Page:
Greek commerce has lost 176,000 jobs

Employment in Greek commerce has gone back 16 years, to 1997 levels, as more than 175,000 jobs have been lost since 2008, according to an annual review of the sector by the National Confederation of Greek Commerce (ESEE) issued on Monday.

The price has been heavy not only for salaried workers, but also for employers and the self-employed, who represent about half of those to have lost their jobs lost in commerce over the last five years. This has resulted from the closure of no fewer than 130,000 enterprises, against the opening of just 45,000 enterprises between 2009 and 2013.

It appears the future will be particularly difficult, as economic analysts agree that it will take at least 20 years for the losses in employment to be recovered, provided that the economy shows a rebound rate of 3.5 percent per annum in the years to come.

The ESEE report showed that employment in the sector declined for a fifth consecutive year to remain below the 700,000-job level for the second year in a row. The latest data show there are 656,156 workers in the sector, while this year alone 23,194 jobs have been lost in commerce. The trade sector has lost 176,400 jobs since 2008, with the biggest share of that (47 percent) being employers and the self-employed.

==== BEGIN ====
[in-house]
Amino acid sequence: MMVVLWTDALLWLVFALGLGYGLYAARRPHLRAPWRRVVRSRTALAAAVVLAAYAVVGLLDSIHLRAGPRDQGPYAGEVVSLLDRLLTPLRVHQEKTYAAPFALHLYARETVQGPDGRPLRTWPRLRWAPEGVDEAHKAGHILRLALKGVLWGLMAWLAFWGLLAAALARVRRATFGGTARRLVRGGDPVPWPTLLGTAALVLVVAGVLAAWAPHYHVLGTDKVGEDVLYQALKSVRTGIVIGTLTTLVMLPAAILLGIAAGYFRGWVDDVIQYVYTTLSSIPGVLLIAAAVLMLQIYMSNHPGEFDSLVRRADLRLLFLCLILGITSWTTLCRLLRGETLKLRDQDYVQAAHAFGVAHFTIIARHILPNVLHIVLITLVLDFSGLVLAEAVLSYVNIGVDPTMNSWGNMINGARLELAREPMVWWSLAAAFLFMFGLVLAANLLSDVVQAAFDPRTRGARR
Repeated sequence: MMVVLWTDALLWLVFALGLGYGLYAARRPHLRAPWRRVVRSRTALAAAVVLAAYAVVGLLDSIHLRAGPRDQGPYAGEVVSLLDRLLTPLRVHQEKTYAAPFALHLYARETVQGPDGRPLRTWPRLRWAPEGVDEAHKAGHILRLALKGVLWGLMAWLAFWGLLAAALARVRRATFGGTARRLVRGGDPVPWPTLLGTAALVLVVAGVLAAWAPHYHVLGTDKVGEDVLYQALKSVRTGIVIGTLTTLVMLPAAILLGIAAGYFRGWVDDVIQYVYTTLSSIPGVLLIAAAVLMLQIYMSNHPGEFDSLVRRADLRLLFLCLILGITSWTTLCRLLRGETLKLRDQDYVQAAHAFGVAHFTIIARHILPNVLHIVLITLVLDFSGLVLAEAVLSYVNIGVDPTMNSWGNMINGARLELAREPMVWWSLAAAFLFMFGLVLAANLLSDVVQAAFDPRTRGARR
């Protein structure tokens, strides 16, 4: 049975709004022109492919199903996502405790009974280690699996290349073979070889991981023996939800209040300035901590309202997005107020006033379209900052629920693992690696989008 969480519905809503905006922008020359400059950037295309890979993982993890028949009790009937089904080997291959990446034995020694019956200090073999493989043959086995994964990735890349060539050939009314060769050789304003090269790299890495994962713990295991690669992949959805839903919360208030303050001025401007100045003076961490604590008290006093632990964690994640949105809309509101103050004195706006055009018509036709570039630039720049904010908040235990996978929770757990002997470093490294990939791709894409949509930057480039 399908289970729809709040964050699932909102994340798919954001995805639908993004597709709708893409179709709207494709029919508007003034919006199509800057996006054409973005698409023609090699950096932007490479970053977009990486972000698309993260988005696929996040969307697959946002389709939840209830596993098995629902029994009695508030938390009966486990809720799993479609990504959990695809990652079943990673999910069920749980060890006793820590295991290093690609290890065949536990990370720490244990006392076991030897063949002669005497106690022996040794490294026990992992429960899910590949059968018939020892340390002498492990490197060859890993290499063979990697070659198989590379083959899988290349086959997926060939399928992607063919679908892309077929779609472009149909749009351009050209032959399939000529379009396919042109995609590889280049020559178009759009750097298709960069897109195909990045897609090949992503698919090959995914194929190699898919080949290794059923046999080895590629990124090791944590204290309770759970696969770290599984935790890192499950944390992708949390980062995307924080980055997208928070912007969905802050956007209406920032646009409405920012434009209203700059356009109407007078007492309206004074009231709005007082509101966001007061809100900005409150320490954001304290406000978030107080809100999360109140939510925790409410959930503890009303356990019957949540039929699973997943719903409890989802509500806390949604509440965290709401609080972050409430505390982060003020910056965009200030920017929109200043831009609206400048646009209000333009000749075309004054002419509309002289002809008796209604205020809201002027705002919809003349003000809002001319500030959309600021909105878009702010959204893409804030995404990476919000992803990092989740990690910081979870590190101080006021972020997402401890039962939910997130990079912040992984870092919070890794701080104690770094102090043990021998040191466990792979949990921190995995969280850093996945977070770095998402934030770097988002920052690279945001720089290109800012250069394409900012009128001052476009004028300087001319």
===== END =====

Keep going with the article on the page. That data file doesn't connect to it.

As the director of the Small Businesses Institute of the Hellenic Confederation of Professionals, Craftsmen & Merchants (GSEVEE), Dionysis Gravaris, said, according to a confederation survey, some 30 percent of the homeless in Athens are former merchants or self-employed.

“We’ll need 20 years to recoup our losses as the first couple of years of the rebound will not come with an increase in employment,” commented Panteion University professor Apostolos Dedousopoulos.

Meanwhile the number of overtime hours has grown by 8.5 percent since 2008, while unpaid overtime work has expanded by 76.4 percent. At the same time the share of part-time work has almost doubled, rising from 4.5 percent five years ago to 8.2 percent this year, according to the ESEE survey.

The prospect of shutting down for commercial enterprises in the coming year is significant, according to the ESEE research, but not as high as last year, as one in 10 companies in the sector feel there is a high risk or a certainty of closure.

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